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A major component of the population of people who have epilepsy are people with a learning disability. As a group, such individuals often have complex epilepsy which is refractory to treatment. Current available measures to assess the outcomes of therapeutic interventions in epilepsy are based on seizure frequency, seizure severity and quality-of-life measures, but have not been validated in people with a learning disability. Thus, we do not know if such measures of outcome serve the needs of this group. This review examines how able we are to assess the efficacy of our interventions to control epilepsy in people with learning disability. It is suggested that a standard data set is necessary as the basis of the assessment of any therapeutic intervention. Central components of this data set would encompass a definition of important characteristics of an individual, a description of their epilepsy and an assessment of the impact of their condition on both their own and their carer's health. The approach to obtaining this information should employ a methodology which can allow for environmental influences.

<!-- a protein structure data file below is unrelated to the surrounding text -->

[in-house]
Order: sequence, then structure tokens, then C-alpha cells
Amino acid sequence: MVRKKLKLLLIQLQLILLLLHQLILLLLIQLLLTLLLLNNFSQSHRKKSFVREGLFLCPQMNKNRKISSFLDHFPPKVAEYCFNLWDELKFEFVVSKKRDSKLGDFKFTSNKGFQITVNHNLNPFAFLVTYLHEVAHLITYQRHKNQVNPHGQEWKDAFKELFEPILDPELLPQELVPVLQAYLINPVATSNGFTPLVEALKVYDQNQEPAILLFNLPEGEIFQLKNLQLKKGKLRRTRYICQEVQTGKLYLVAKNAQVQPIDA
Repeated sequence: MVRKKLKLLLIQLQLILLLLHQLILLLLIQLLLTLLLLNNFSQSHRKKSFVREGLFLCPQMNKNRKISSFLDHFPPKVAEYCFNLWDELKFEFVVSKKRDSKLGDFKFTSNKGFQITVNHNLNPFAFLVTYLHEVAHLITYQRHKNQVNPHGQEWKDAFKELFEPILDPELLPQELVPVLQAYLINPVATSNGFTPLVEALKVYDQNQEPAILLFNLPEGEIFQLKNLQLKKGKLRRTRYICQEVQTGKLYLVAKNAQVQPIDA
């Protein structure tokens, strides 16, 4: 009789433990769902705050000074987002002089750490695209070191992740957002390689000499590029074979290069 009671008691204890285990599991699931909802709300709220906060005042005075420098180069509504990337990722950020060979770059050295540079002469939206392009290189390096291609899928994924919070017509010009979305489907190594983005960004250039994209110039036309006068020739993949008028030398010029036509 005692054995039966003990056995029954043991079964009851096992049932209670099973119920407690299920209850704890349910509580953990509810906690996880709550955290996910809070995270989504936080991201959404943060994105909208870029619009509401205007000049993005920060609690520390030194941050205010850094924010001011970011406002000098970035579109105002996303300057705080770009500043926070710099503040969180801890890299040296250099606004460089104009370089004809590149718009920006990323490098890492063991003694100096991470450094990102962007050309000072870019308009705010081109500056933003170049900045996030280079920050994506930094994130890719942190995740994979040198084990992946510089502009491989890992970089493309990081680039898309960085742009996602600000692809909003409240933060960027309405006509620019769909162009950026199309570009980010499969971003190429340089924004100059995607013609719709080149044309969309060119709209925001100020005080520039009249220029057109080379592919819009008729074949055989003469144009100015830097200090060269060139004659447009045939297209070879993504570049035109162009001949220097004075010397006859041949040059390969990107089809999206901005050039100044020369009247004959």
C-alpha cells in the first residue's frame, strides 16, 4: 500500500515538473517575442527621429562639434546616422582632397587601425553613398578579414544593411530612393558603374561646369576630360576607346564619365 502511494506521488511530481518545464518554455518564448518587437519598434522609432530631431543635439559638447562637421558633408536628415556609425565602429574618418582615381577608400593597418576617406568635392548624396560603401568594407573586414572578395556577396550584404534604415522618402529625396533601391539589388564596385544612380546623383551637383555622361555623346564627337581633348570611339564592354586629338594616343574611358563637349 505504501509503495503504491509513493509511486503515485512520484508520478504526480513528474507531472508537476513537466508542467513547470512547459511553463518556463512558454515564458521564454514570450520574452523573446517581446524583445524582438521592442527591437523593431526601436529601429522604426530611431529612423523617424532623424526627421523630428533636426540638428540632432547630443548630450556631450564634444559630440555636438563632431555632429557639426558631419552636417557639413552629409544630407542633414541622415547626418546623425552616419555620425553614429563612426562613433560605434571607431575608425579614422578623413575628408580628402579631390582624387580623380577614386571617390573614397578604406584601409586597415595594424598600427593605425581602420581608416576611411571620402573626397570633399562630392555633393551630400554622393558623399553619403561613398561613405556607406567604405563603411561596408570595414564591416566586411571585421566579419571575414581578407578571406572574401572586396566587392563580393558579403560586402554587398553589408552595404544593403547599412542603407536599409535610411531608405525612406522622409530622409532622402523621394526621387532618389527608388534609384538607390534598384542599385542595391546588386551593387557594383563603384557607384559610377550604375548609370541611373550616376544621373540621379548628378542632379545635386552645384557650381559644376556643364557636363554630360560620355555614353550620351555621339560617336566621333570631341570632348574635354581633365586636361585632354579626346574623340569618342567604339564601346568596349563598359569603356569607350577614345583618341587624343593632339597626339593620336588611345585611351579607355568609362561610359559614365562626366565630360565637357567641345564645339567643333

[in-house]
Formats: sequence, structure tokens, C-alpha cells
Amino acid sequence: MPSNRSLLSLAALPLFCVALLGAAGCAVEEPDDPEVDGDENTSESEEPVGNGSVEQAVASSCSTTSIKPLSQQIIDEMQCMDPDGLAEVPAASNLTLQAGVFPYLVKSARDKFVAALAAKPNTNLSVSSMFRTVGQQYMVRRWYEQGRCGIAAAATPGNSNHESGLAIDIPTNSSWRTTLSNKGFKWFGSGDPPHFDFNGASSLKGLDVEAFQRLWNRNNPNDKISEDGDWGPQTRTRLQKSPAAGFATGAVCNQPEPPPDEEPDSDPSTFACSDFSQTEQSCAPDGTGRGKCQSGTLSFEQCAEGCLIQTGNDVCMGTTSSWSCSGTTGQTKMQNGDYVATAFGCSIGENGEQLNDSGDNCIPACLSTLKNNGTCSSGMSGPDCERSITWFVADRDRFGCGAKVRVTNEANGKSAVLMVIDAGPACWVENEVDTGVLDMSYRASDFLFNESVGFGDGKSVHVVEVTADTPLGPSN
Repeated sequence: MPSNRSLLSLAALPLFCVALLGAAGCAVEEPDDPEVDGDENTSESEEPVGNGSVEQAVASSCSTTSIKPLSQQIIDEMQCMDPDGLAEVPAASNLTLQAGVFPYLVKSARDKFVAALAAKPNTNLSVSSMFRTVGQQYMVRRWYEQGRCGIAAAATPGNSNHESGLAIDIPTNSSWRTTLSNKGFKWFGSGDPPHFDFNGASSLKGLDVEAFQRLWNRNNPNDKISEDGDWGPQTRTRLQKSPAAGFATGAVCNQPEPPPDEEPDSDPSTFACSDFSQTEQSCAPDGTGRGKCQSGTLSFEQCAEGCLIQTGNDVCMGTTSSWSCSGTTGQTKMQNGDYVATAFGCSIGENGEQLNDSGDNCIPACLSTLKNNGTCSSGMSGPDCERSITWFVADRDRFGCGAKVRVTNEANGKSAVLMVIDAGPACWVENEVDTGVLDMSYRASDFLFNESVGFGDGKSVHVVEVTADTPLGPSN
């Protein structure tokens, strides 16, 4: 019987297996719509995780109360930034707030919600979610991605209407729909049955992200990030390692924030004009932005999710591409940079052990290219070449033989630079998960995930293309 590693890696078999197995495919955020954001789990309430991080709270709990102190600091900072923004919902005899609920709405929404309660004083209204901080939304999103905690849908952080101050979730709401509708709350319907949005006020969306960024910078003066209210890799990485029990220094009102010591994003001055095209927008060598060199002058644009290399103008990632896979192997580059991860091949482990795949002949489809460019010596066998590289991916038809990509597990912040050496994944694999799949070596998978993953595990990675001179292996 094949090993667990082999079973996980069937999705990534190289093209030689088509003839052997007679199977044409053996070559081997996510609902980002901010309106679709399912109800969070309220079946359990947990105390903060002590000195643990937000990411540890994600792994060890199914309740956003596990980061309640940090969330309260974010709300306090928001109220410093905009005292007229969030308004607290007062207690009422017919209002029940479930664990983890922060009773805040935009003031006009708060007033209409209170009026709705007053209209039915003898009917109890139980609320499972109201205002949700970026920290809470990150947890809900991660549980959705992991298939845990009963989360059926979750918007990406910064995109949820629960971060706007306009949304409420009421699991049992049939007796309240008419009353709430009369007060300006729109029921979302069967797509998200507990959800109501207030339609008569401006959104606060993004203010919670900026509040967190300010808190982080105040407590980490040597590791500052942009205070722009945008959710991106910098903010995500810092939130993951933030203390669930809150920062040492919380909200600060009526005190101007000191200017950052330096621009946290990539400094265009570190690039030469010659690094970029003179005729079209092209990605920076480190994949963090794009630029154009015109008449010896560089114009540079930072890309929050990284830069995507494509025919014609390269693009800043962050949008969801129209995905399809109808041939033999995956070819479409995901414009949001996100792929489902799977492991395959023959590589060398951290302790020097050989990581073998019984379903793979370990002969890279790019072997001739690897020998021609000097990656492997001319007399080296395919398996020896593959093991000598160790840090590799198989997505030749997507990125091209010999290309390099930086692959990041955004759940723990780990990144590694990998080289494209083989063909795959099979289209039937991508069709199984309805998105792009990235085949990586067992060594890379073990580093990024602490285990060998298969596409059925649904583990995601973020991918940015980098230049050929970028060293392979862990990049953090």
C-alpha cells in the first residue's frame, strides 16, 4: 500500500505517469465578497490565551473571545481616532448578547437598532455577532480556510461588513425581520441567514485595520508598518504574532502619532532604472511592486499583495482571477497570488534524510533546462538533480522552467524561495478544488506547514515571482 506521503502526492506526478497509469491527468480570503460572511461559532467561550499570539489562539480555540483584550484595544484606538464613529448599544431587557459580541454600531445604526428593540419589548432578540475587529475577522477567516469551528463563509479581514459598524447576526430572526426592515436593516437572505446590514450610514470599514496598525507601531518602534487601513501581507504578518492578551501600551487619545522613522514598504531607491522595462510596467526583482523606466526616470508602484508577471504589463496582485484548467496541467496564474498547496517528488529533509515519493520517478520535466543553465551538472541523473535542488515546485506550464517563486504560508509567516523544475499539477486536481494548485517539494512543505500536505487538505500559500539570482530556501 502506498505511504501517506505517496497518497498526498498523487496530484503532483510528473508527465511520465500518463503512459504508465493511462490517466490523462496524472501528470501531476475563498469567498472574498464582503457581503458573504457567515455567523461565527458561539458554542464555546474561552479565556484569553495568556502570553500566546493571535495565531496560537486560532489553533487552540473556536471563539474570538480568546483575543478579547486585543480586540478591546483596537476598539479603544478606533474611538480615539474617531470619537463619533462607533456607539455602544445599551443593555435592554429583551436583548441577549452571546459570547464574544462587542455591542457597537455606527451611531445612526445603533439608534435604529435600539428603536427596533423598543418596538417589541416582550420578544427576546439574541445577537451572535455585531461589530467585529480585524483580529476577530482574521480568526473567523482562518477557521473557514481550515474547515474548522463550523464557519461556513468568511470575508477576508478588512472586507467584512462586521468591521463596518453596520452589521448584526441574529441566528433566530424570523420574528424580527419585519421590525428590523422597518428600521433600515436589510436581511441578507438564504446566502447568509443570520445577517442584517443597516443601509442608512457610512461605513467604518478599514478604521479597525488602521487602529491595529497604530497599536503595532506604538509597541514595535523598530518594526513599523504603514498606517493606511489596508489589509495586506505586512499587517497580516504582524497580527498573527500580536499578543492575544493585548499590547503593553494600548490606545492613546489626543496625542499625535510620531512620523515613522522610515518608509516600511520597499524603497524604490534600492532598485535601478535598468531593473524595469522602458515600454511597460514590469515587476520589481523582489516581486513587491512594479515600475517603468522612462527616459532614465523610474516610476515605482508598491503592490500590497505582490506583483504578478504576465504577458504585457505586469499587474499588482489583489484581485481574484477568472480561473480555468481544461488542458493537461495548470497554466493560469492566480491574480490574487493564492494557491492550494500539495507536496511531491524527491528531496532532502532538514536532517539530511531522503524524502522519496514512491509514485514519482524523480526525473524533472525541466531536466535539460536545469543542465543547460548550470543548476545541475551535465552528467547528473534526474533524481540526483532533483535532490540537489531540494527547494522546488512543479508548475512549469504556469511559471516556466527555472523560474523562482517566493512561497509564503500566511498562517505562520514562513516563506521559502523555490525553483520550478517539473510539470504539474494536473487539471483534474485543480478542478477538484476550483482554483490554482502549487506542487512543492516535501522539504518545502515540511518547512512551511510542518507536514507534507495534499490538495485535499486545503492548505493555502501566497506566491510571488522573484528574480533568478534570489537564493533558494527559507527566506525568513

Journal article



Publication Date





331 - 336


Epilepsy, Humans, Learning Disorders, Outcome Assessment (Health Care), Prevalence, Research